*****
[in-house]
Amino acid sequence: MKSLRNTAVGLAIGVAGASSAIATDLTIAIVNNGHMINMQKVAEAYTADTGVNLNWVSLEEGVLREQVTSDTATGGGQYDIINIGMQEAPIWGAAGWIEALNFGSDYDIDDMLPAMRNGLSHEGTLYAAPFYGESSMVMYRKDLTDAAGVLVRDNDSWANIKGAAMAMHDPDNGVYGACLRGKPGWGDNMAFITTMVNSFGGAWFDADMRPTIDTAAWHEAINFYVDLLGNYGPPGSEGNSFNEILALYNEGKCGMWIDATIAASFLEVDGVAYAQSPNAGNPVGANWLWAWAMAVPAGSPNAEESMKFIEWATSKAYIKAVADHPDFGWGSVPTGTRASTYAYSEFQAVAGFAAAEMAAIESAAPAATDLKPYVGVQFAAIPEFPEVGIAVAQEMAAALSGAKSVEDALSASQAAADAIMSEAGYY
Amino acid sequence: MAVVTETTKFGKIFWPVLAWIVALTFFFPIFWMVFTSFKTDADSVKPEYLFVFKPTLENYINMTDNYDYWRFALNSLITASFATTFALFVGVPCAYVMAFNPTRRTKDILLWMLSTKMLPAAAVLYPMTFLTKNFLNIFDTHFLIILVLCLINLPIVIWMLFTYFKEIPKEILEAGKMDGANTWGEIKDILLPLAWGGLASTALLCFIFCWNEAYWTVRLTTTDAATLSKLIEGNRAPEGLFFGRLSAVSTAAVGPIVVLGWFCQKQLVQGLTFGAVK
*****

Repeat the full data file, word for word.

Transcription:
[in-house]
Amino acid sequence: MKSLRNTAVGLAIGVAGASSAIATDLTIAIVNNGHMINMQKVAEAYTADTGVNLNWVSLEEGVLREQVTSDTATGGGQYDIINIGMQEAPIWGAAGWIEALNFGSDYDIDDMLPAMRNGLSHEGTLYAAPFYGESSMVMYRKDLTDAAGVLVRDNDSWANIKGAAMAMHDPDNGVYGACLRGKPGWGDNMAFITTMVNSFGGAWFDADMRPTIDTAAWHEAINFYVDLLGNYGPPGSEGNSFNEILALYNEGKCGMWIDATIAASFLEVDGVAYAQSPNAGNPVGANWLWAWAMAVPAGSPNAEESMKFIEWATSKAYIKAVADHPDFGWGSVPTGTRASTYAYSEFQAVAGFAAAEMAAIESAAPAATDLKPYVGVQFAAIPEFPEVGIAVAQEMAAALSGAKSVEDALSASQAAADAIMSEAGYY
Amino acid sequence: MAVVTETTKFGKIFWPVLAWIVALTFFFPIFWMVFTSFKTDADSVKPEYLFVFKPTLENYINMTDNYDYWRFALNSLITASFATTFALFVGVPCAYVMAFNPTRRTKDILLWMLSTKMLPAAAVLYPMTFLTKNFLNIFDTHFLIILVLCLINLPIVIWMLFTYFKEIPKEILEAGKMDGANTWGEIKDILLPLAWGGLASTALLCFIFCWNEAYWTVRLTTTDAATLSKLIEGNRAPEGLFFGRLSAVSTAAVGPIVVLGWFCQKQLVQGLTFGAVK